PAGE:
October 03, 2003

"When you go in, you have to go into it in the spirit of partnership," says Charlie Cortese, managing director and head of outsourcing for Lehman Brothers. That's the bottom line when it comes to a successful offshore-outsourcing relationship, he says.

Cortese should know. Early this year Lehman Brothers struck a three-year outsourcing deal with India-based service providers Wipro and TCS. Despite a rigorous due-diligence period of pilot programs and vendor reviews, the real work had just begun for the investment bank.

A common misconception is that once the service providers are chosen and the contract is complete, the bulk of the work is done, notes Dushyant Shahrawat, a senior analyst with TowerGroup, a Needham, Mass.-based financial-technology consultancy. Although correctly choosing a vendor and developing a solid contract is critical, the importance of the institution's role after the first phase is often underemphasized.

"In reality, much of the effort begins after initiating the project," says Shahrawat.

Insiders suggest that some financial-services firms jumped on the offshore-outsourcing bandwagon too quickly and are struggling with their relationships. Issues have arisen as a result of insufficient direction, cultural differences, lack of communication, inadequate management of projects, and differences in the way projects are structured.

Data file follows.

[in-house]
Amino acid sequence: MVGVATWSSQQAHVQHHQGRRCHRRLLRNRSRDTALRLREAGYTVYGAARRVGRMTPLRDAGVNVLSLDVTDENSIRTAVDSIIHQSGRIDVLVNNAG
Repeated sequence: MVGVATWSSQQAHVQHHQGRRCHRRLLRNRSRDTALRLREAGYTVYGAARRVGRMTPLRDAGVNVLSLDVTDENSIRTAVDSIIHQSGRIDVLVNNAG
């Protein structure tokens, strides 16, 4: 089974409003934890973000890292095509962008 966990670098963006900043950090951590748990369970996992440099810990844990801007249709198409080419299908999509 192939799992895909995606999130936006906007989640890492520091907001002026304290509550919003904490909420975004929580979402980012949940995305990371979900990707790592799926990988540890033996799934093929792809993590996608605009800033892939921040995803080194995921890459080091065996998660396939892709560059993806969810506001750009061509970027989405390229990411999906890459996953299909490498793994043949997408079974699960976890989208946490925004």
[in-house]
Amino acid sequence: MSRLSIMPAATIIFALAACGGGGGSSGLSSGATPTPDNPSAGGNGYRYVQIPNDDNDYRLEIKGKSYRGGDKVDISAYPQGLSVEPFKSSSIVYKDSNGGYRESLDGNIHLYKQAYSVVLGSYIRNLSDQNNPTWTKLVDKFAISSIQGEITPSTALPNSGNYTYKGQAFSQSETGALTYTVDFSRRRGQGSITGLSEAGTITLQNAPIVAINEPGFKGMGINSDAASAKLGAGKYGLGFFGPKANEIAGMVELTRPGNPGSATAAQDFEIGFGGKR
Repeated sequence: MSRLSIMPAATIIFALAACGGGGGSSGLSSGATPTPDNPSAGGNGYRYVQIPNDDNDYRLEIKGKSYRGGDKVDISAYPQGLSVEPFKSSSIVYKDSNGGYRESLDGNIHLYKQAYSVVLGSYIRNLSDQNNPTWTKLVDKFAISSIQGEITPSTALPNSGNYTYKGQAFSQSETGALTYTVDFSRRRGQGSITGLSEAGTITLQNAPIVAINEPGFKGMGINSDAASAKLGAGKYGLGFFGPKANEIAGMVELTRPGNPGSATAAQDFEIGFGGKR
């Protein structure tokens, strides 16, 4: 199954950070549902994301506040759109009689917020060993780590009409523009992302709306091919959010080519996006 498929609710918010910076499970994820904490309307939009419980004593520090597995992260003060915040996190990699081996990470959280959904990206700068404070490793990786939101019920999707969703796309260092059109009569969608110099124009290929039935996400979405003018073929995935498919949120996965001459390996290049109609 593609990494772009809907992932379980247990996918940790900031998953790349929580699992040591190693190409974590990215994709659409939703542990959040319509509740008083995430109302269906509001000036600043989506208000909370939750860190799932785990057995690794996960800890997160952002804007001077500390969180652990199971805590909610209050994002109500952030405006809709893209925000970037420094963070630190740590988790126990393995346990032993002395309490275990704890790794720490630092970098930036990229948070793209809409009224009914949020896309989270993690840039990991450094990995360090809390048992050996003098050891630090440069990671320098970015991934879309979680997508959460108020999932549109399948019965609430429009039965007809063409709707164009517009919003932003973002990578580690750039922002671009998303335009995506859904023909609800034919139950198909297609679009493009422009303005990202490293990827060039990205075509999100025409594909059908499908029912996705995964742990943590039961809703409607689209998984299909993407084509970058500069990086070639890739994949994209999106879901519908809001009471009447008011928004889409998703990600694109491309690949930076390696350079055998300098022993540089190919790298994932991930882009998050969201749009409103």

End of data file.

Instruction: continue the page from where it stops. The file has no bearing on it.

However, experts agree the most important problems stem from a relationship that is not well thought out before the deals are sealed. According to Ashok Vemuri, Infosys vice president and head of business development for Canada and Eastern North America, "The client should know what it wants from the relationship as well as from each project and communicate that clearly to the service provider."

DO THE DILIGENCE

"Lehman Brothers did it right. They took their time and did their due diligence. They didn't just blindly jump in to get there first, like some other firm's have," notes one executive from a large financial-services firm that is struggling to manage its own offshore-outsourcing deal. The executive requested anonymity.

Lehman Brothers reviewed as many as 15 different vendors, mostly in India. As part of that process, the investment bank did something that wasn't very common. It spent $8 million on 80 pilot projects with various vendors over a six- month period.

"We wanted to be sure that we'd get the benefits advertised before jumping into a long-term relationship," Cortese says. Those benefits include cost savings of 40 percent, quality differences and faster time to market. For Lehman Brothers, it came down to three vendors "who were in a class of their own," Cortese says. Those vendors were Wipro, TCS and Infosys.

"We reviewed the vendors ourselves, toured their facilities and got client references," he notes. Cortese points out that this due diligence is important because choosing the right vendor is the starting point of creating a lasting and successful relationship. In addition, the pilots allowed Lehman to get a taste of the relationship and were instrumental in giving the firm the confidence to proceed, he says.